Patients with type 1 diabetes and poor blood sugar control face a higher risk of fragility fracture—any fall from standing height or less that results in a broken bone—than type 1 diabetes patients with good blood sugar control, according to a study published in The Journal of Clinical Endocrinology & Metabolism.
“We investigated the association between the degree of glycemic control and fracture risk by using a large cohort of newly diagnosed type 1 and type 2 diabetes patients,” says one of the study’s authors, Janina Vavanikunnel, MD, of the University Hospital Basel in Basel, Switzerland. “Both types of diabetes are associated with fragility fractures and we showed that poor glycemic control is associated with an increased risk of fracture in type 1 diabetes.”
Data from a U.K.-based primary care database was used to design a nested case-control study within a cohort of 3,329 patients with type 1 diabetes and 44,275 patients with type 2 diabetes. Researchers found that both diseases are associated with fragility fractures. This study is unique because it examined a much larger patient population than past research and examined a three-year average of A1c values. On average, nine A1c measurements for the patients with type 1 diabetes and 11 measurements for patients with type 2 diabetes were recorded.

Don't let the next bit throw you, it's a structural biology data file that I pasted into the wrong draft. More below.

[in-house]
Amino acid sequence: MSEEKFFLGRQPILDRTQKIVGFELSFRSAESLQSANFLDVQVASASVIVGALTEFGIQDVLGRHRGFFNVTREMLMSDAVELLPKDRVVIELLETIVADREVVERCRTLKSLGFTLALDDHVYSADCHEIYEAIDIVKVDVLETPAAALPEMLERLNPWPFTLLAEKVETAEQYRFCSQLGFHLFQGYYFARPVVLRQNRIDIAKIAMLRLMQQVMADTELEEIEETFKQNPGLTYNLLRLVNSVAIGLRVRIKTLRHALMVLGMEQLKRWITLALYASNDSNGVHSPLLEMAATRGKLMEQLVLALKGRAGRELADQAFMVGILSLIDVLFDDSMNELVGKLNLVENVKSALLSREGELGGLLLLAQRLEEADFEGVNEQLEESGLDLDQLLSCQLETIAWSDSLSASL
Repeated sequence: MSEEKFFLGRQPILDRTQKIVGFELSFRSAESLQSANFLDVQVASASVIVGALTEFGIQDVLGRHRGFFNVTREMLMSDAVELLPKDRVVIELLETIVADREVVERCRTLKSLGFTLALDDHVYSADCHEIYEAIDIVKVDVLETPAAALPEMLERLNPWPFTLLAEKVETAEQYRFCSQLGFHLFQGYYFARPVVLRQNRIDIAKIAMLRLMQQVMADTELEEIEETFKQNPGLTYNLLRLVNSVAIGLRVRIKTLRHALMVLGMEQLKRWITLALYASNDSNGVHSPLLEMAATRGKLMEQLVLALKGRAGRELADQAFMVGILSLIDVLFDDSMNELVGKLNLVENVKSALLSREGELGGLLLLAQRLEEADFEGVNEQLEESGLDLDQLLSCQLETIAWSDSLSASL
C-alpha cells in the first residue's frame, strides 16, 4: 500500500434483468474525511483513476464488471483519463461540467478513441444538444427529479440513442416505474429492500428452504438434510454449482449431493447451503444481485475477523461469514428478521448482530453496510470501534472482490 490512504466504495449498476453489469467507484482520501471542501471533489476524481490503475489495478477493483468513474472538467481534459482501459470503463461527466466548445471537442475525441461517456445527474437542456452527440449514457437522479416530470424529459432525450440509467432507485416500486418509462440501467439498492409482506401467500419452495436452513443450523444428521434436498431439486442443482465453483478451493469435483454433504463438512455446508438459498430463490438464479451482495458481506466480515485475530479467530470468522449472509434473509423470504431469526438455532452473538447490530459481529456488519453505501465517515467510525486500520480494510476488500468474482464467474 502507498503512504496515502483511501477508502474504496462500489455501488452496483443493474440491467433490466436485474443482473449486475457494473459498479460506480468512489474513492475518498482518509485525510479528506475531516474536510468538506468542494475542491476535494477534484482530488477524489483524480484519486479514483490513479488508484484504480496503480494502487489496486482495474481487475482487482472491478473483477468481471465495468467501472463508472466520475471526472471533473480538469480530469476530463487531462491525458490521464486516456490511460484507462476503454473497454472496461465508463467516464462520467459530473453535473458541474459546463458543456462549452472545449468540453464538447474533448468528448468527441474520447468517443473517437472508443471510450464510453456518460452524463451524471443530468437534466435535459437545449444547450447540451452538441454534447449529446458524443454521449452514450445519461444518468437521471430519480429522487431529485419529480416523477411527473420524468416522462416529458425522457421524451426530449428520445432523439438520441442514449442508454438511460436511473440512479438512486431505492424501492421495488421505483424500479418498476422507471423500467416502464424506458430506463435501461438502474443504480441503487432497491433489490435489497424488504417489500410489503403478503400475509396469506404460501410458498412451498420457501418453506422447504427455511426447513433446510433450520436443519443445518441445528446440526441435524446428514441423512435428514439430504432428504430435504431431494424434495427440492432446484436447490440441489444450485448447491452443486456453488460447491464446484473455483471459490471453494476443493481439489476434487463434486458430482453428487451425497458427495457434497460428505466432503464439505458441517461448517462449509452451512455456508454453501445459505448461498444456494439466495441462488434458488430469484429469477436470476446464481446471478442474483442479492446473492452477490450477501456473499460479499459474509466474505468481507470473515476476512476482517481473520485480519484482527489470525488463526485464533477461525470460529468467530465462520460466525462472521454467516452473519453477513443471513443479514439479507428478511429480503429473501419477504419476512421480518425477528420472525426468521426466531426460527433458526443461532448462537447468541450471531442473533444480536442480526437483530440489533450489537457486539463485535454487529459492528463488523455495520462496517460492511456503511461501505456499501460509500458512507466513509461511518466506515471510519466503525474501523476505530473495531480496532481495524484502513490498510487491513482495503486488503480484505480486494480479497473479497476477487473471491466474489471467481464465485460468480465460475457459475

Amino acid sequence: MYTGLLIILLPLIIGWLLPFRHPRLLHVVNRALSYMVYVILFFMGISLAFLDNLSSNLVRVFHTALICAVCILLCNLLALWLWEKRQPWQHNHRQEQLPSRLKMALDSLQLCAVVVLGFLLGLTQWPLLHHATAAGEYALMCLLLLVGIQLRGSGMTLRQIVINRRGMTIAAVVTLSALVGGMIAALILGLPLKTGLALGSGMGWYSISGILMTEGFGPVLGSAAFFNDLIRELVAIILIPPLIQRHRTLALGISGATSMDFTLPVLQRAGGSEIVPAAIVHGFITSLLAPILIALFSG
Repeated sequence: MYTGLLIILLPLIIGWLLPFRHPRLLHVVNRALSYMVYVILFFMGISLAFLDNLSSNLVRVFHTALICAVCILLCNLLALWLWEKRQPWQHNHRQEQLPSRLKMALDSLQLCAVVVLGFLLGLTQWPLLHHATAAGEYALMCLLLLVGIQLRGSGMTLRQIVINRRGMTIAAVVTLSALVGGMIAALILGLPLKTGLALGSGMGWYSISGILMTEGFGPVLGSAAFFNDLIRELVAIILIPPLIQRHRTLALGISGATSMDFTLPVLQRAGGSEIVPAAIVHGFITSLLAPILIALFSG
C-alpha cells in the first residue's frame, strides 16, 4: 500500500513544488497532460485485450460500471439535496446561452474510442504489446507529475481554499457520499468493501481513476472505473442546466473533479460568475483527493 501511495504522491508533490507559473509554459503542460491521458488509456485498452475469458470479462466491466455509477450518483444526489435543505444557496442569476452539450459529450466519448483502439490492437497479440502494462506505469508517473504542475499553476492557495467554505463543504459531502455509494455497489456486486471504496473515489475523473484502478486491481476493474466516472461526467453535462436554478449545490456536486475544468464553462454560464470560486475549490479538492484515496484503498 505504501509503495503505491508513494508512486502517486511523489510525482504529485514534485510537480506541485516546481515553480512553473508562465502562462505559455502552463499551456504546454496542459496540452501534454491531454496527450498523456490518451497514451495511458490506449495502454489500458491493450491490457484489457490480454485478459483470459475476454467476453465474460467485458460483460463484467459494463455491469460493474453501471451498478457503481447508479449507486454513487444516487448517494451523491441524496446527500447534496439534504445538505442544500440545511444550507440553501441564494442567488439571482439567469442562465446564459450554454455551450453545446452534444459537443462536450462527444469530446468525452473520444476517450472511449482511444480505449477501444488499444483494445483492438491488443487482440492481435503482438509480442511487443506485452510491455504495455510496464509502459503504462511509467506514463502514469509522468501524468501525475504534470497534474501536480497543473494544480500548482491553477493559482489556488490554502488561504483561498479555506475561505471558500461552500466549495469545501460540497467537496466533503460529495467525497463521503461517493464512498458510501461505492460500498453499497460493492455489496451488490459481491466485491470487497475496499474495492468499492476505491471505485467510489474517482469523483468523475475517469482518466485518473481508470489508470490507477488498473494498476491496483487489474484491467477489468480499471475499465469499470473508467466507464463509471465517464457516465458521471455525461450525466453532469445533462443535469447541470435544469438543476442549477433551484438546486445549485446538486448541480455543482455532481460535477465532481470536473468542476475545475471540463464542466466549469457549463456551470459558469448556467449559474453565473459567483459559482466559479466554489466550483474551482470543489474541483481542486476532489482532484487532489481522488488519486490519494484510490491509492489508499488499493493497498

This study shows that poor glycemic control with an A1c level above eight percent is associated with an increased risk of fractures in patients with type 1 but not type 2 diabetes, at least in short-term disease. According to this study, the risk of fracture in patients with type 2 diabetes is likely due to factors beyond glycemic control, like other diabetes-related comorbidities.
“Nevertheless, fracture risk in type 2 diabetes is of clinical relevance as well as it is a major health concern worldwide due to its high prevalence,” says the study’s other author, Sarah Charlier, MSc, of University Hospital Basel.